I note that the same statutory language appears elsewhere in the Act regarding CCO resolution of conflicts of interest at other types of Commission registrants, and the Commission has issued a final rule implementing the same new reasonableness and materiality standards regarding CCOs of futures commission merchants, swap dealers and major swap participants.[6]  The Commission also has recently proposed adding these new standards for CCOs of swap execution facilities.[7]  However, in contrast, this week the Commission is issuing amendments to the Part 39 regulations for Derivatives Clearing Organizations (“DCO”) (the “Part 39 Proposal”).  Current regulation 39.10(c)(2)(ii) requires a DCO’s CCO to resolve conflicts of interest.  Regulation 39.10(c)(2)(ii) exactly follows the language of Section 5b(i)(2)(C).  While the Part 39 Proposal makes amendments to 39.10, the Commission does not alter the CCO’s current duty to resolve conflicts of interest.  In other words, for DCOs the Commission is choosing to maintain the statutory language.  I believe that this may be the more appropriate approach for CCOs generally. 

The Commission has, of late, begun a practice of re-interpreting statutory provisions with a somewhat flippant regard for their underlying purpose and rationales in order to lessen the burdens that are rarely substantiated by anything more than a call for change.  While it is not out of the ordinary for an independent agency to reexamine whether its regulatory approach remains fit for purpose, I believe that we should be mindful that our role is not to bend too easily to unsupported claims of burden or complexity.  This is particularly true when the re-interpretation seems to be at odds with the express language of the statute itself.  I look forward to reading the comments on this CCO issue.  I am particularly interested to learn whether various stakeholders believe that the statute itself is diluted by the addition of the reasonableness and materiality standards to CCO obligations in this and other rulemakings.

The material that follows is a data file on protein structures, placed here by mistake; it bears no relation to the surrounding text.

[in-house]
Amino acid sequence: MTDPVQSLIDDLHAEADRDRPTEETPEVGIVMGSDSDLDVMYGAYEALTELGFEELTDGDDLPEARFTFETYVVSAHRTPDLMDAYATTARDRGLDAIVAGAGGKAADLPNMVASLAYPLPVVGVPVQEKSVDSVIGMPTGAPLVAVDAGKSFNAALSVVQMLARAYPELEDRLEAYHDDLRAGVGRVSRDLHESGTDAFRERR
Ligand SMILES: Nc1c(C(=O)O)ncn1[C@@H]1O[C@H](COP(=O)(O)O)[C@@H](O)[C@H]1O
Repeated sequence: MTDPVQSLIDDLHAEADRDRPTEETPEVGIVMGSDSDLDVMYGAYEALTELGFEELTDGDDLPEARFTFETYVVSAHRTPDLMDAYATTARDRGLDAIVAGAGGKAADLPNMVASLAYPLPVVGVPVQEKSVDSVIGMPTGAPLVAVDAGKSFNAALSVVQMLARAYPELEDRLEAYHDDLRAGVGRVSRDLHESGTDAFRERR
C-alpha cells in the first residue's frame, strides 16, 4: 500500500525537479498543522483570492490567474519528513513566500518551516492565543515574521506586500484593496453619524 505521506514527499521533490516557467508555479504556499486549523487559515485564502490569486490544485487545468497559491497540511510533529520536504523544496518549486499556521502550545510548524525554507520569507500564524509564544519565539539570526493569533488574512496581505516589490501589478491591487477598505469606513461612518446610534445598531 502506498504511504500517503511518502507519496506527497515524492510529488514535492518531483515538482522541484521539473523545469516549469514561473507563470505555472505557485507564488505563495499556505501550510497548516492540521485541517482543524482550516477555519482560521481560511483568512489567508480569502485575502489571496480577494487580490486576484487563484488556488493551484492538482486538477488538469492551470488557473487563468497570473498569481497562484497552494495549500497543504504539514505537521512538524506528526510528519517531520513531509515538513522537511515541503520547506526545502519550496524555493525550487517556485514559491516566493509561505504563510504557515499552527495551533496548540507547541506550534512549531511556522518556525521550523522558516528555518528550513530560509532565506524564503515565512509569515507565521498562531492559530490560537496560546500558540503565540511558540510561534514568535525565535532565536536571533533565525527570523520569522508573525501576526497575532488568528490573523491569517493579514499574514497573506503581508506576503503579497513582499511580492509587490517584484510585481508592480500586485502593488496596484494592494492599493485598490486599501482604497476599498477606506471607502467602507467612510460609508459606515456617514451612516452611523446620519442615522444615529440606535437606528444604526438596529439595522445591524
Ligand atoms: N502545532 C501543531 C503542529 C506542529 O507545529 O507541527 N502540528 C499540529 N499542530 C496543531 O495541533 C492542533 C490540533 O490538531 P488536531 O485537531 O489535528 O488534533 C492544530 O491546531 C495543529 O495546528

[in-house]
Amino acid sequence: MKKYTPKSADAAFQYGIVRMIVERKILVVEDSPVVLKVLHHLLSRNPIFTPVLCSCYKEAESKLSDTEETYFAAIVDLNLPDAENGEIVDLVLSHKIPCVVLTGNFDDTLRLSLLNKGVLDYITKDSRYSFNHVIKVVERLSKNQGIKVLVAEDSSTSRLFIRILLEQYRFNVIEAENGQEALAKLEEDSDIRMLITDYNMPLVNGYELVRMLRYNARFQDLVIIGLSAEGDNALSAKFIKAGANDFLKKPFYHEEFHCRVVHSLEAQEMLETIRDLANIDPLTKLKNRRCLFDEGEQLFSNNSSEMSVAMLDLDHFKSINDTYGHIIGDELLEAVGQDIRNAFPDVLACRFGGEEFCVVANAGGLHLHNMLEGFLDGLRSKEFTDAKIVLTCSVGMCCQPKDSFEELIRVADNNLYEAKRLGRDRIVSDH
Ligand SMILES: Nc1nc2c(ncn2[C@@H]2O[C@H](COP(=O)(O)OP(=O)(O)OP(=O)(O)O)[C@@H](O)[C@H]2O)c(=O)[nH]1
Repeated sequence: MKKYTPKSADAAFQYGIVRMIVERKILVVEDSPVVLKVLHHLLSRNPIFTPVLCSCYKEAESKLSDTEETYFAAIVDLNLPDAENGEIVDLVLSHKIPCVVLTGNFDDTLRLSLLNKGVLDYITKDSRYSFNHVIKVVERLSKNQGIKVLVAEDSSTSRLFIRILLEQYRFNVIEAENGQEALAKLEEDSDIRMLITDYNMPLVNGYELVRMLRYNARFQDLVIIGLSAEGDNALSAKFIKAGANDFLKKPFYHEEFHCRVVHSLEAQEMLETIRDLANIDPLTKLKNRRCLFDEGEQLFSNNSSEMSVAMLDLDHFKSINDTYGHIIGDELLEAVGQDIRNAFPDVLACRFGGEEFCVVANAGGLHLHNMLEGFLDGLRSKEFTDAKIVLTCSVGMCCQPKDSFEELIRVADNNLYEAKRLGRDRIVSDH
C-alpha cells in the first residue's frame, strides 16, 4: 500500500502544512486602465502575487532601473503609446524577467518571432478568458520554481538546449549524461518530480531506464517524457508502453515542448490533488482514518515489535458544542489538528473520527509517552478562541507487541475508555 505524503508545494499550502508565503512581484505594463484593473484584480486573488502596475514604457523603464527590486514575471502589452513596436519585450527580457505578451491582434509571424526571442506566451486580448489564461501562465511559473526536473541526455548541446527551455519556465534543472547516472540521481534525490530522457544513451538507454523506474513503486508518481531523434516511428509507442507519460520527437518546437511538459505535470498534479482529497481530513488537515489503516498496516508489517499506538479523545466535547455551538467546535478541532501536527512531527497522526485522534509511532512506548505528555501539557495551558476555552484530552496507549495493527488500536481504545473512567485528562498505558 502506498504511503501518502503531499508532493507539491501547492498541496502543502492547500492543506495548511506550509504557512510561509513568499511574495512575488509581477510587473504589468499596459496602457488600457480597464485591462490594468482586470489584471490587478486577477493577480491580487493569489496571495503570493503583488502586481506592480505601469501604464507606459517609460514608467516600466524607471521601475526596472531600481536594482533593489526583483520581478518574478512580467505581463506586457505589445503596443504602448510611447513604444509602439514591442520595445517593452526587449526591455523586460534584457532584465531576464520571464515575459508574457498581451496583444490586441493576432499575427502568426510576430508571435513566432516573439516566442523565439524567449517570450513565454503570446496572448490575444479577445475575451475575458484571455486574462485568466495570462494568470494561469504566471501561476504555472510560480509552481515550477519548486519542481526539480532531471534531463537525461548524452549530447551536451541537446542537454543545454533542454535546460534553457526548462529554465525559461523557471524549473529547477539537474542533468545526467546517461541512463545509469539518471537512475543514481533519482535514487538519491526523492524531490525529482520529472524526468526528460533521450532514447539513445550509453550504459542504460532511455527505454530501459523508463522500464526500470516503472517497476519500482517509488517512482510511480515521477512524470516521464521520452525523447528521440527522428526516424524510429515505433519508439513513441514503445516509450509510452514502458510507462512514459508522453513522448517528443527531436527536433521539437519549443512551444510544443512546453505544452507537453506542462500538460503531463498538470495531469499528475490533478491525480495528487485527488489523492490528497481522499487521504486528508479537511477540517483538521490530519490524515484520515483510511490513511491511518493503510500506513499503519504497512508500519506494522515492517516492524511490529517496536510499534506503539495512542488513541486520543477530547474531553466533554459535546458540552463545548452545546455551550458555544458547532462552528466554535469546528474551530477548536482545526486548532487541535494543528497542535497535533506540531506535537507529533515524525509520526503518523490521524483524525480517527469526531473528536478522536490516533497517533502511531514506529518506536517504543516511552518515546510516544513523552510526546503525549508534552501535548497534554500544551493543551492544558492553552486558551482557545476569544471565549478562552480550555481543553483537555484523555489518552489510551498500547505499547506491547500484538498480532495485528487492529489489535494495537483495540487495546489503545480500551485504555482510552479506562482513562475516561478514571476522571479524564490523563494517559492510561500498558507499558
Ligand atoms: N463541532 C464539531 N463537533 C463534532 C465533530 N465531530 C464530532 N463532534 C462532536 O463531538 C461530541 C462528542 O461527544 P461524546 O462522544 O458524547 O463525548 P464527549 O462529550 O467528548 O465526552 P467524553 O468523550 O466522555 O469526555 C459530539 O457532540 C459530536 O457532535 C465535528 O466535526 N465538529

[1] Swap Data Repositories:  Registration Standards, Duties and Core Principles, 76 FR 54538 (Sept. 1, 2011).

[2] 7 U.S.C. 24a.

[3] Id.

[4] Roadmap to Achieve High Quality Swap Data, available at http://www.cftc.gov/idc/groups/public/@newsroom/documents/file/dmo_swapdataplan071017.pdf. 

[5] Rostin Behnam, Commissioner, U.S. Comm. Fut. Trading Comm’n, Remarks of Rostin Behnam before FIA/SIFMA Asset Management Group, Asset Management Derivatives Forum 2018, Dana Point, California (Feb. 8, 2018), https://www.cftc.gov/PressRoom/SpeechesTestimony/opabehnam2.

[6] Chief Compliance Officer Duties and Annual Report Requirements for Futures Commission Merchants, Swap Dealers, and Major Swap Participants, 83 FR 43510 (Aug. 27, 2018). 

[7] Swap Execution Facilities and Trade Execution Requirement, 83 FR 61946 (Nov. 30, 2018).